Most companies understand the value of data in driving their marketing campaigns. The problem is, most marketers don’t understand or trust the data they have. In fact, when data contradicts preconceived beliefs—the very time data is most important—companies often dismiss the data and go with their guts instead. So what good is it?
These are the findings of Experian’s Global Data Management Benchmark Survey, which looks at how data practitioners and data-driven business leaders are using (or not using) their data and how data management practices are changing over time:
There is a large degree of distrust in information. The average professional looking at data does not understand how that data got there, when it is useful, and what state it is in. This comes into play especially when data insight contradicts a long-standing norm. While the business wants to be agile and informed by data, this level of distrusted data often leads leaders to fall back on making decisions by gut instinct rather than by informed data insight.
Further, Experian finds that in addition to data mistrust, companies suffer from “data debt,” or the accumulated cost of “suboptimal governance of data assets,” and a data skills shortage.
Indeed, only 51% of respondents consider their current state of their CRM/ERP data to be clean and fully able to be leveraged, 28% see their customer/prospect data as inaccurate, and 40% don’t trust the insights they get from it. This is quite a contrast to other findings from the study, including the fact that 85% of those surveyed see data is one of their most valuable assets and 98% see having high-quality data as either “extremely important” or “important” in achieving their business objectives.
The challenges to addressing these issues are significant. It is costly to upgrade systems, maintain data accuracy, and hire the right people to understand what the data is telling you and how to use it. Then there is the issue of ROI. When people don’t trust their data and aren’t fully utilizing it, it’s hard to get their investments in people, software, and systems back out.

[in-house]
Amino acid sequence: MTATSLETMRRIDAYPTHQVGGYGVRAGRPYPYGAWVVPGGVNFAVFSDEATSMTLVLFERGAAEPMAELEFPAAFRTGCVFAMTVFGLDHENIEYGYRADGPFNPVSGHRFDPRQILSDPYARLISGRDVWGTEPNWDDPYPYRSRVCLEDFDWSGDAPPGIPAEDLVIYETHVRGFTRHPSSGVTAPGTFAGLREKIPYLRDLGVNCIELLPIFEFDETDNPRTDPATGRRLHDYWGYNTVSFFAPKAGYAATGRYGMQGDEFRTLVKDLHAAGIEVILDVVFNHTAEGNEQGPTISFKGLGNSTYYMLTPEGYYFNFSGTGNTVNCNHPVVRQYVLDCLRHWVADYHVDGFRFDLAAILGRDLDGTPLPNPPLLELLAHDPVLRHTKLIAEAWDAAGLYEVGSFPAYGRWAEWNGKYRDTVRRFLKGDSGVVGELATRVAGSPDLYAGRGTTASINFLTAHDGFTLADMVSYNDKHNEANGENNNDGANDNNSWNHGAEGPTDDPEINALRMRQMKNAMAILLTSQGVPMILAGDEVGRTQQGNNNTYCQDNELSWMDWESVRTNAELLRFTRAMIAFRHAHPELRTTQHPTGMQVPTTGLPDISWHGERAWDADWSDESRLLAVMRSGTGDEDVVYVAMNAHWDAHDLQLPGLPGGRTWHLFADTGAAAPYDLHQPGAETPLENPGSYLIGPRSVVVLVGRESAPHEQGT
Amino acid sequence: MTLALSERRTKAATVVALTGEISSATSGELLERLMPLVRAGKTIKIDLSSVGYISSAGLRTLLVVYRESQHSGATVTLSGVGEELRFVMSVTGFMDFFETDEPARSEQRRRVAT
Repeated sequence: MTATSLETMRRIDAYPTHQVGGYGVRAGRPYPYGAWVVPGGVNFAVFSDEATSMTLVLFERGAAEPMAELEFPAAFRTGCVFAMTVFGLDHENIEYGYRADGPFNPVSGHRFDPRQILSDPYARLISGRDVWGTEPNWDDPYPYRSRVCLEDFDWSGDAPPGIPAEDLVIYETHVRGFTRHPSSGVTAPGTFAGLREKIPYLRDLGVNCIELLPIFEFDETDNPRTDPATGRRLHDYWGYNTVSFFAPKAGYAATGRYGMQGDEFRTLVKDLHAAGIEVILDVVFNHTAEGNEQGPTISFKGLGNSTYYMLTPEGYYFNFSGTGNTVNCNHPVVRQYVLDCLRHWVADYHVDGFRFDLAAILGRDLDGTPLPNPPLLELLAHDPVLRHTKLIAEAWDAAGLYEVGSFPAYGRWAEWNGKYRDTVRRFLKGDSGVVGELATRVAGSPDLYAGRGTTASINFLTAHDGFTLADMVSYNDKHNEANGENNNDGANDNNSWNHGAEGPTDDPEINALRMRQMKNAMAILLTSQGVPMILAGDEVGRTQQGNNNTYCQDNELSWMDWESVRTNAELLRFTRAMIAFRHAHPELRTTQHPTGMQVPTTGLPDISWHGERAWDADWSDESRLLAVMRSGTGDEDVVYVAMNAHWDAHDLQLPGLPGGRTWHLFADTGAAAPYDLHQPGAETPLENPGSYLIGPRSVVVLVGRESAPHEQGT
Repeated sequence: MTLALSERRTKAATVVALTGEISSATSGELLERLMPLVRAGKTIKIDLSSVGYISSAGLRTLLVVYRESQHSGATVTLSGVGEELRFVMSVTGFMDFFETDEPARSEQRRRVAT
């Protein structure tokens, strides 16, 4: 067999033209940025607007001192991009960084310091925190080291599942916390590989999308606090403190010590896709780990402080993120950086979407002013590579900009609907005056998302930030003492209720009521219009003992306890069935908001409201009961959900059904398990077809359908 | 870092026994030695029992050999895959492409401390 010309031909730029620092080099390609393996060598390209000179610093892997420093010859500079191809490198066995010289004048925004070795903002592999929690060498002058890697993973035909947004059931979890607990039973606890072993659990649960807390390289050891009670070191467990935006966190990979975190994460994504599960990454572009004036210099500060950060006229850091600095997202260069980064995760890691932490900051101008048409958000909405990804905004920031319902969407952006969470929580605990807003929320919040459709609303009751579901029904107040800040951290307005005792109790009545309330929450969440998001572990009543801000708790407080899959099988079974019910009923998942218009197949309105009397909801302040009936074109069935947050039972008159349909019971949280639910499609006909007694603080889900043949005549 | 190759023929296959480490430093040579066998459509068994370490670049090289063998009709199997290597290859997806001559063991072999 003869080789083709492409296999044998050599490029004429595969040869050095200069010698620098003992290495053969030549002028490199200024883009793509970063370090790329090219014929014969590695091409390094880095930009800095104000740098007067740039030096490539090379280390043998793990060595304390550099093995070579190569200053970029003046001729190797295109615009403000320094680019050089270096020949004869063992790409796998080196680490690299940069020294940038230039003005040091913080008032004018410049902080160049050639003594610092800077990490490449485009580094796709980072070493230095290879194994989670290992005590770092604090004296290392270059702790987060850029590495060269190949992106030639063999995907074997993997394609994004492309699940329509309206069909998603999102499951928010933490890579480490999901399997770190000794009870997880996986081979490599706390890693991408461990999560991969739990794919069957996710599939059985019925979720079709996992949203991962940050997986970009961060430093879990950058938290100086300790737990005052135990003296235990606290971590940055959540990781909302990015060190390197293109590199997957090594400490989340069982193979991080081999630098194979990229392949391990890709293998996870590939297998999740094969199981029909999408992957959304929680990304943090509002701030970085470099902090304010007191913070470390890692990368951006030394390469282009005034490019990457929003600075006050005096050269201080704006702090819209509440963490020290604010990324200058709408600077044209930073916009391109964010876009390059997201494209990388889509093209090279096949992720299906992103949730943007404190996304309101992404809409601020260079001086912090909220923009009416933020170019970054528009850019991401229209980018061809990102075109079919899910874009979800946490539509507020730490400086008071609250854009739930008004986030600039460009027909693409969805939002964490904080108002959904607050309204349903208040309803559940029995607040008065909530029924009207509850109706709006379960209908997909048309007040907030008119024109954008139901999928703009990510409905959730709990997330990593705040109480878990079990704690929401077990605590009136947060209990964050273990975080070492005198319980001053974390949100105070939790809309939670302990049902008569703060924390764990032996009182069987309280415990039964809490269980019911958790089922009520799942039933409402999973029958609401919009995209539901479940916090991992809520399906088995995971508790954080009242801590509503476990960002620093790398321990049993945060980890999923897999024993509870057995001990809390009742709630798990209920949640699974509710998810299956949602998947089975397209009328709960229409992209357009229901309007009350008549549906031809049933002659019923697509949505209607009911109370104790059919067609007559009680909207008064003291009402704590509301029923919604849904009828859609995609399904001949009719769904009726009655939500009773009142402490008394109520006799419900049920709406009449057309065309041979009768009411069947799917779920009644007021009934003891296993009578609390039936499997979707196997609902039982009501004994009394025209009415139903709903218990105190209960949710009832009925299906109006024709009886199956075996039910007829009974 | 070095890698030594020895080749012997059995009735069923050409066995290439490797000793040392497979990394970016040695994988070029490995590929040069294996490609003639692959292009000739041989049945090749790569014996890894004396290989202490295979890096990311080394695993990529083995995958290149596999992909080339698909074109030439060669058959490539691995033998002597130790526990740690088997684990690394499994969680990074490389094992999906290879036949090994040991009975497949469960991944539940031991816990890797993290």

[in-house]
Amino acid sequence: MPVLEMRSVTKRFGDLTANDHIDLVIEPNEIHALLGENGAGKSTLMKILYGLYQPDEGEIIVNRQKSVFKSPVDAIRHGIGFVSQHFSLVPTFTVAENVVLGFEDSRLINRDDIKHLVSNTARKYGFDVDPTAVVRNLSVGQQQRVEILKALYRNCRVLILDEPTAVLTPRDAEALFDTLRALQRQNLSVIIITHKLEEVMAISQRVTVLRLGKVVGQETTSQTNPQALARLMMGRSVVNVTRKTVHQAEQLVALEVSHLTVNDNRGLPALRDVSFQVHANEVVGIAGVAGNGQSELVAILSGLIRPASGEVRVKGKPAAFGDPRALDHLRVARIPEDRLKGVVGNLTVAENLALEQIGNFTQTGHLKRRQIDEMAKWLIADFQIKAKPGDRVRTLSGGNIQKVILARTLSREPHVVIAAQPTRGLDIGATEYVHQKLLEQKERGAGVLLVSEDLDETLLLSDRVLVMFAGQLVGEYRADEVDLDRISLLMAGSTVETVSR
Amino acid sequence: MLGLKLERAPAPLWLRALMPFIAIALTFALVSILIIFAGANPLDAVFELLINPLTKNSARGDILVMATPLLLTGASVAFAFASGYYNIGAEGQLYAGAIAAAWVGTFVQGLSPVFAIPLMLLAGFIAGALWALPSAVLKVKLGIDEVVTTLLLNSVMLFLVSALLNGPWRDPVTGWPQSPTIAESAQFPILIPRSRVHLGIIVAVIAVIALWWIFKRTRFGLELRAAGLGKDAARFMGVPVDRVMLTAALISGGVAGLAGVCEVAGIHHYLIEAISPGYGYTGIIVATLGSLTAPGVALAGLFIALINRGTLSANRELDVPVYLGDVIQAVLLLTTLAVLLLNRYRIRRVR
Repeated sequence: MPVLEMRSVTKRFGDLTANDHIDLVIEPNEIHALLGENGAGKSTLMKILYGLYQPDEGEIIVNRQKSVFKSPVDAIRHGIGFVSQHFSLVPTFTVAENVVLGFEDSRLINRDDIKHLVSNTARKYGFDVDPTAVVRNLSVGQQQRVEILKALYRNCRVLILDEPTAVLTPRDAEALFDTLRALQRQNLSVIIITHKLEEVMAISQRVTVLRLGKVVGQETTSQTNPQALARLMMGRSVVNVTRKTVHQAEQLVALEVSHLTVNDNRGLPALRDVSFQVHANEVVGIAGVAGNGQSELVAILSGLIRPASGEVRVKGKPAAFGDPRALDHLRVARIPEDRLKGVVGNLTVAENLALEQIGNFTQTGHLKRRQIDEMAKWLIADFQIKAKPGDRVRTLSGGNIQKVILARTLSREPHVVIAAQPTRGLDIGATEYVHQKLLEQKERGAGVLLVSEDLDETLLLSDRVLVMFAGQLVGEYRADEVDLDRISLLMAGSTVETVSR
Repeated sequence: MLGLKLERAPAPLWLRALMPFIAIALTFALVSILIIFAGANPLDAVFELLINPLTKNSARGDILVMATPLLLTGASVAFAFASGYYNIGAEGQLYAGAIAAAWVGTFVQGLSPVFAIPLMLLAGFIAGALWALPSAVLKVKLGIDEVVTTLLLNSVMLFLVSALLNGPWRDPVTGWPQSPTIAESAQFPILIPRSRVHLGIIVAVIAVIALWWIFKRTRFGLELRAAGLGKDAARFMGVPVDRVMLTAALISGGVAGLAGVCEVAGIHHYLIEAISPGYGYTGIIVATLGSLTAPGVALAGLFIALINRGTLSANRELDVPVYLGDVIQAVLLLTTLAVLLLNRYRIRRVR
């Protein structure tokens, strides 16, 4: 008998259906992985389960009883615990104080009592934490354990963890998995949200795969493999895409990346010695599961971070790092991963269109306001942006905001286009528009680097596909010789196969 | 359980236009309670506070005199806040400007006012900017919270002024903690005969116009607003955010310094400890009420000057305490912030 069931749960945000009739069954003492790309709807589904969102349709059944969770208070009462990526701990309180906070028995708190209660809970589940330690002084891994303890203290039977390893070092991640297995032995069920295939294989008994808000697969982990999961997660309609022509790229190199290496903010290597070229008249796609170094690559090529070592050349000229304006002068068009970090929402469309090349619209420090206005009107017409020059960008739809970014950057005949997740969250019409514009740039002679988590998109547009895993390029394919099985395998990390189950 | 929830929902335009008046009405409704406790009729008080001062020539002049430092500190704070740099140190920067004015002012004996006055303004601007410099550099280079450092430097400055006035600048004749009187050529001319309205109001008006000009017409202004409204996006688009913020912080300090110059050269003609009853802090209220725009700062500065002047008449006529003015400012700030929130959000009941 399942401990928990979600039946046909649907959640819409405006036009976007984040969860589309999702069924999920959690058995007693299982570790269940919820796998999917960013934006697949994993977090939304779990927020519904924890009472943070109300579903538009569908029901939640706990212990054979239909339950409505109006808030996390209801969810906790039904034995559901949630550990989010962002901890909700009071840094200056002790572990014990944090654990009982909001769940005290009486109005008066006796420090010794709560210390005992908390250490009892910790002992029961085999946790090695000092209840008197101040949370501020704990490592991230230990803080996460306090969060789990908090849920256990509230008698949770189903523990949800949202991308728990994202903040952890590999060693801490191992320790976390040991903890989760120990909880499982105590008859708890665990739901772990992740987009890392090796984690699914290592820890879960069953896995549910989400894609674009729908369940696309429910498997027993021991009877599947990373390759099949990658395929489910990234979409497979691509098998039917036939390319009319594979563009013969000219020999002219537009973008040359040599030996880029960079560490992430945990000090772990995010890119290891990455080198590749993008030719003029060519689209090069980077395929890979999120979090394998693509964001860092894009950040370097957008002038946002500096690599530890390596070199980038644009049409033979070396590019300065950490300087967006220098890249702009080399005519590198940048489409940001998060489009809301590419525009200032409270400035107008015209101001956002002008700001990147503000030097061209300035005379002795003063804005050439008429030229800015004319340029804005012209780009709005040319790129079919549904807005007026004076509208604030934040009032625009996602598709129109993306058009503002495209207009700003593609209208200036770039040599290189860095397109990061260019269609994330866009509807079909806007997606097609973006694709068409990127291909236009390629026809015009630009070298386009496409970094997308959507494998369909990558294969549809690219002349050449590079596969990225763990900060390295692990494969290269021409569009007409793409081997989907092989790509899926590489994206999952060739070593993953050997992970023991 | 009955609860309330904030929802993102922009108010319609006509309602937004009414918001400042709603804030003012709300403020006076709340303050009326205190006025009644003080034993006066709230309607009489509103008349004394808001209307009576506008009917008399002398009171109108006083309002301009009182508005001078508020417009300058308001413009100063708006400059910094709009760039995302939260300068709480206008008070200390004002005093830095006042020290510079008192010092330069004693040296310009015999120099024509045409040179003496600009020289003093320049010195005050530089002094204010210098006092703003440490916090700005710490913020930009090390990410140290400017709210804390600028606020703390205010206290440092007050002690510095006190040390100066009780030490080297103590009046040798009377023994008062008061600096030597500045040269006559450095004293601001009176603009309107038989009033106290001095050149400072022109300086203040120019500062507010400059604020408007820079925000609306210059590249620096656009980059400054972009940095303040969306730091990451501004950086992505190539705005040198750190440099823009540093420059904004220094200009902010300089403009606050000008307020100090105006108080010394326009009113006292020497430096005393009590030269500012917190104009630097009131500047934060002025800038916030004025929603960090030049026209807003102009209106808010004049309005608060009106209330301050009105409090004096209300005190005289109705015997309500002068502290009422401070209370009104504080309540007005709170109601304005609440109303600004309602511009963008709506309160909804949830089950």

How do you get started rectifying the problem? Experian offered three quick starters for companies looking to pull themselves out of the mud.
- Tie data projects to tangible results. Pick areas where the impact of data can be clearly tied back to savings or revenues. If you can show at least some tangible results, it becomes easier to keep going.
- Determine a few quick wins. Pick the low-hanging fruit. Get some positive results under your belt will give others within your organization confidence that investment in data is worth it.
- Develop a data culture and data literacy within your organization. Yes, those involved at the top must value the world of data, but Experian notes that it must be a company culture, as well.
[Data debt] is the result of human error, a lack of checks and data monitoring, and a culture that typically thinks that data is another department’s problem. For organizations to address the challenge of data debt, everyone has to start to take ownership of data. That means that organizations not only need to invest in technology but also people and cultural changes.
Indeed, 84% of respondents say that data literacy is a core competency that all employees should have in the next five years.
When discussing with your clients about the need to invest in data, remember that it’s more than gathering the data that matters. It’s knowing what to do with it and keeping it accurate once you have it. Any data strategy has to include more than just step one. It has to include steps two, three, four, and five, as well.
Experian’s Global Data Management Benchmark Survey was produced by Insight Avenue and surveyed more than 1,100 people across six countries around the globe: the United States, the United Kingdom, Germany, France, Brazil, and Australia. Respondents came from a variety of industries and a variety of roles from all areas of the organization.